>> may be an error but simply saying you don't agree is not an argument.
> The error is that consciousness cannot be proved. It doesn't exist: it
> insists. Completely different (opposite) epistemology.

I'm not trying to prove consciousness, only that such consciousness as
an entity may or may not have will be preserved if the function of its
brain is preserved.

>> >> As for neurons having a finite set of behaviours, of course they do.
>> >> It is a theorem in physics that a certain volume of space has an upper
>> >> limit of information it can 
>> >> contain:http://en.wikipedia.org/wiki/Bekenstein_bound
>> > There is no limit to the combinations of behaviors they can have over
>> > time though. There is a finite alphabet, but there is no limit to the
>> > possibilities of what can be written. Even the alphabet can be changed
>> > and expanded within the written text. New, unforeseeable behaviors are
>> > invented.
>> No, there is an absolute limit to the behaviours that can be displayed
>> over time by a brain of finite size.
> Over how much time? Infinite time = infinite behaviors.

No, if the matter is finite the number of configurations is finite, so
after a finite period of time all the possible configurations will be
exhausted and you will start to repeat.

>>There is only a finite number of
>> particles in the brain
> No. The brain is constantly adding, removing, and changing particles.
> All of our cells are.

But the brain is finite in size and the number of types of particle is
finite. If you have a finite sentence length (the size of the brain)
and a finite number of letters (the particles making up the brain)
there is only a finite number of sentences that can be produced. In
order to have infinite brain states you would have to allow the brain
to expand infinitely in size.

>> If mental states supervene on physical states then there can't be more
>> possible mental states than brain states.
> Mental states make sense of phenomena outside of the brain, through
> the brain, just as language communicates through words, inventing new
> ones as it goes..

Whatever that means, there can't be more mental states than brain
states, and there is only a finite number of possible brain states if
the brain remains finite in size.

>> If the number of possible
>> brain states is finite then the number of possible mental states is an
>> equal or smaller finite number (probably much smaller).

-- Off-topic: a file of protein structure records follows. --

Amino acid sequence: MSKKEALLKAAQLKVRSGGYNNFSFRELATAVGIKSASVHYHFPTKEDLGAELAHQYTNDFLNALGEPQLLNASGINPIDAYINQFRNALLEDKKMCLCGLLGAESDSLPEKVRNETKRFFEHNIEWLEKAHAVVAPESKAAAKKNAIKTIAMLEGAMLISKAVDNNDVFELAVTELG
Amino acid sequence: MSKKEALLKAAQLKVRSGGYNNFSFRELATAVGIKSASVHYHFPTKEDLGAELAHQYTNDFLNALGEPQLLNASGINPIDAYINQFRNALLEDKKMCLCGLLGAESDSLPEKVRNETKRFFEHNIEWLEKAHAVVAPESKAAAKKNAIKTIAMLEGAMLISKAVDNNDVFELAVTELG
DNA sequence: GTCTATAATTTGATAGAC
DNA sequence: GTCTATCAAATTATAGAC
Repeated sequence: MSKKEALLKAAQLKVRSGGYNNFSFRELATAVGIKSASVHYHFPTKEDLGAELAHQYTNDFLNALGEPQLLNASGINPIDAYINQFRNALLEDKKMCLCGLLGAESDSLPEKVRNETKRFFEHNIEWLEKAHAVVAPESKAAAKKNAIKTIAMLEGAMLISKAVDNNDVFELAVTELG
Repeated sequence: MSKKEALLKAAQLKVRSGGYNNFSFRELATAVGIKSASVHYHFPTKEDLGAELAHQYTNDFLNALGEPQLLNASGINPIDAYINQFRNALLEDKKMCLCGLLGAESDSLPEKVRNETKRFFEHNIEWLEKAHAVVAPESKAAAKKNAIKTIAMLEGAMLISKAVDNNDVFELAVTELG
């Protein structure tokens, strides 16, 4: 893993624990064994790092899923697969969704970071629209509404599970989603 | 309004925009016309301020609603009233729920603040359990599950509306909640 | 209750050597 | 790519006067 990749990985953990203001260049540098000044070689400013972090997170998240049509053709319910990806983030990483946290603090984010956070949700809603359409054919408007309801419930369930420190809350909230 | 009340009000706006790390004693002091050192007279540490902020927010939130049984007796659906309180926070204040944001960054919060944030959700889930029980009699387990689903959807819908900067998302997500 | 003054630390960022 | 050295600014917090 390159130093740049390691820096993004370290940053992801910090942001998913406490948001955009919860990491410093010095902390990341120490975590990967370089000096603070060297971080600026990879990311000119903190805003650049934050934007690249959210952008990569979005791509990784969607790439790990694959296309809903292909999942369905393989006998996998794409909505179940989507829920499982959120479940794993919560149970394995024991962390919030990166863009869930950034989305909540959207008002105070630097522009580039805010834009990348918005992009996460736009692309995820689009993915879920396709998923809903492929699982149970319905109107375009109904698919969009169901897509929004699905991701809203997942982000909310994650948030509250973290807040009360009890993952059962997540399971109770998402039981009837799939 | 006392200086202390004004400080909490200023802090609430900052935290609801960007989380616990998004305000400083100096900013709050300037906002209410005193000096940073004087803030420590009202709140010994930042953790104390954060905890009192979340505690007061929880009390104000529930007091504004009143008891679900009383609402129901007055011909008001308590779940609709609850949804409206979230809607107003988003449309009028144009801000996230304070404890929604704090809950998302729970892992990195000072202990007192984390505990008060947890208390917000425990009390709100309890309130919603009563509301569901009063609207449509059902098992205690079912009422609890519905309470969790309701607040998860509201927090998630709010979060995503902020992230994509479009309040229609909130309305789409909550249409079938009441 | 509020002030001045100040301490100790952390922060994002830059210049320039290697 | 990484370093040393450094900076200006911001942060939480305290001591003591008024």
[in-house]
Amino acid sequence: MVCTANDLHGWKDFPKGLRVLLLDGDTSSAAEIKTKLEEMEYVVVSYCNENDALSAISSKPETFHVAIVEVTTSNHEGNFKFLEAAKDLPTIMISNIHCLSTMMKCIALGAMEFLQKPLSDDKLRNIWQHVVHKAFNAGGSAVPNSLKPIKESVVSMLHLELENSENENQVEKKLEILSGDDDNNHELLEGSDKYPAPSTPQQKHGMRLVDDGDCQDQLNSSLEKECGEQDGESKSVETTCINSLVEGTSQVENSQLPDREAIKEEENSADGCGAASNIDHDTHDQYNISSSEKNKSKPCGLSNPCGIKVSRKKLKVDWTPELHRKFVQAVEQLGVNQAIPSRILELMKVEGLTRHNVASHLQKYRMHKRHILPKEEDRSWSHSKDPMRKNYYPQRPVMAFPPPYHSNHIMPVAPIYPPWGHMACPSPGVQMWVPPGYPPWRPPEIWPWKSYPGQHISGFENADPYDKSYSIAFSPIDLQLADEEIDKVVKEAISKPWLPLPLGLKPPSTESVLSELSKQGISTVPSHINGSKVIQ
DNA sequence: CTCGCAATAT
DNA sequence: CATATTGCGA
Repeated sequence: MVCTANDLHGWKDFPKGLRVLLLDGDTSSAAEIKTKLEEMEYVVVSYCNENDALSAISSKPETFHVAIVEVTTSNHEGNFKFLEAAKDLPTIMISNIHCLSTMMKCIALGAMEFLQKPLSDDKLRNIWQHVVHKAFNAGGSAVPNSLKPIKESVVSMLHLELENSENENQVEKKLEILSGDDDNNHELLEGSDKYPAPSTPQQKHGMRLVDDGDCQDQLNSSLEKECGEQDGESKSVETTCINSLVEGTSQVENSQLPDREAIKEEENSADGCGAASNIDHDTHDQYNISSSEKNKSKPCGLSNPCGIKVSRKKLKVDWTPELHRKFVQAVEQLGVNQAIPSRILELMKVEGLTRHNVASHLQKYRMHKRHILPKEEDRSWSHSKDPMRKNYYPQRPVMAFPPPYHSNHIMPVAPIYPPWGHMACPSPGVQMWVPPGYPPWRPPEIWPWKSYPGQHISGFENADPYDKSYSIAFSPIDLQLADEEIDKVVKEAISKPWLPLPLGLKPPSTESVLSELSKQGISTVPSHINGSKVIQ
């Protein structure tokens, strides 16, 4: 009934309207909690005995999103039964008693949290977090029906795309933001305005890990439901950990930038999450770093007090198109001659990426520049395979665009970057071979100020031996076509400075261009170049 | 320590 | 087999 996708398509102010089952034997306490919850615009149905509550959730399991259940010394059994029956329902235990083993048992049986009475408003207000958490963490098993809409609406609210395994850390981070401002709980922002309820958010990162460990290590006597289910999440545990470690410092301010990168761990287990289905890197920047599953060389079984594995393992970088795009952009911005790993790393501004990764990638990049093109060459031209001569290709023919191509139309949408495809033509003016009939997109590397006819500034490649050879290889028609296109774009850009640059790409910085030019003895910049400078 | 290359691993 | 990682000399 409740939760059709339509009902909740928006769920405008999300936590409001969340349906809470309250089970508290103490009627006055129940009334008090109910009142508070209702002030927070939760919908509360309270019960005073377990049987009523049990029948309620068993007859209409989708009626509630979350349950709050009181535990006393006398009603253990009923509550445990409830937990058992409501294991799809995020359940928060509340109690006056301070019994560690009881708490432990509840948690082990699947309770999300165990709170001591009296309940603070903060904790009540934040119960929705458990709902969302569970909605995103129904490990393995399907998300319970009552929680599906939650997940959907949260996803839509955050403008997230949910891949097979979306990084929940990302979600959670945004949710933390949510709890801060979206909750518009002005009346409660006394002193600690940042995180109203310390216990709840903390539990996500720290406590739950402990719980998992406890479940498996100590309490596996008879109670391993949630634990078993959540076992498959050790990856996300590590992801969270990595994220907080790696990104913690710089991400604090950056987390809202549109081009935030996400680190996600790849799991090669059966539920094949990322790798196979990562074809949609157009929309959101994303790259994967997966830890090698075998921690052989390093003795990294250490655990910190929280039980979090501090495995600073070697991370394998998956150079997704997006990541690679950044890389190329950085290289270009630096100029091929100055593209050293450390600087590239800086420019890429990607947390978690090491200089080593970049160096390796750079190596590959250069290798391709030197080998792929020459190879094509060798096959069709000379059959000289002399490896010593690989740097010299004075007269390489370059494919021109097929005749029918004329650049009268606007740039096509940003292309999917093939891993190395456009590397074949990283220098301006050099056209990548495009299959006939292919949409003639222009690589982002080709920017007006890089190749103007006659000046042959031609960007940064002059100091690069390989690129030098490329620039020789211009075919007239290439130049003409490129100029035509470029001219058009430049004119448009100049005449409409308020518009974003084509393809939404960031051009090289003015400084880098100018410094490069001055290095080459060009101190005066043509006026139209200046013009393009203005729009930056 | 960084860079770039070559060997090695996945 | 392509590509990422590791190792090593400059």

> Neither brain states nor mental states are finite or bound to each
> other explicitly. Some are bound explicitly, some are not. Think of a
> venn diagram with the self as the intersection of neurology and
> experience.

So can you have a change in mental state without a change in brain
state? Brain activity would then seem to be superfluous - you do your
thinking with a disembodied soul.

>> >> So you would say of your friend: "I have known him for twenty years,
>> >> have had many conversations with him and always considered him very
>> >> smart, but now that I know he is a robot I realise that all along he
>> >> was as dumb as a rock".
>> > Of course. It's not unusual for people to deceive themselves in long
>> > term relationships. If you had the friend, would you not be fazed at
>> > all to discover that he is a robot? What if you found out that that he
>> > reports your every conversation to GoogleBook, and that is programmed
>> > to replace you and dispose of your body in the river, would you still
>> > would have faith in his intelligence and your friendship enough to try
>> > to win him over and talk him out of it?
>> I'd be surprised if my friend was a robot but if he was intelligent
>> before I knew he would still be intelligent after I knew. If he tried
>> to kill me then I would be upset, by I would also be upset if my flesh
>> and blood friend tried to kill me.
> So you would find it no different whether it is a lifelong friend who
> has been betraying you for 20 years versus a robot who was programmed
> to extract business intelligence from you from the start? You would
> hold the robot personally responsible and not GoogleBook?

I don't know why you chose Google Books as an example but if it could
somehow be intelligent enough to drive a humanlike robot then Google
Books would be responsible for its actions.

Stathis Papaioannou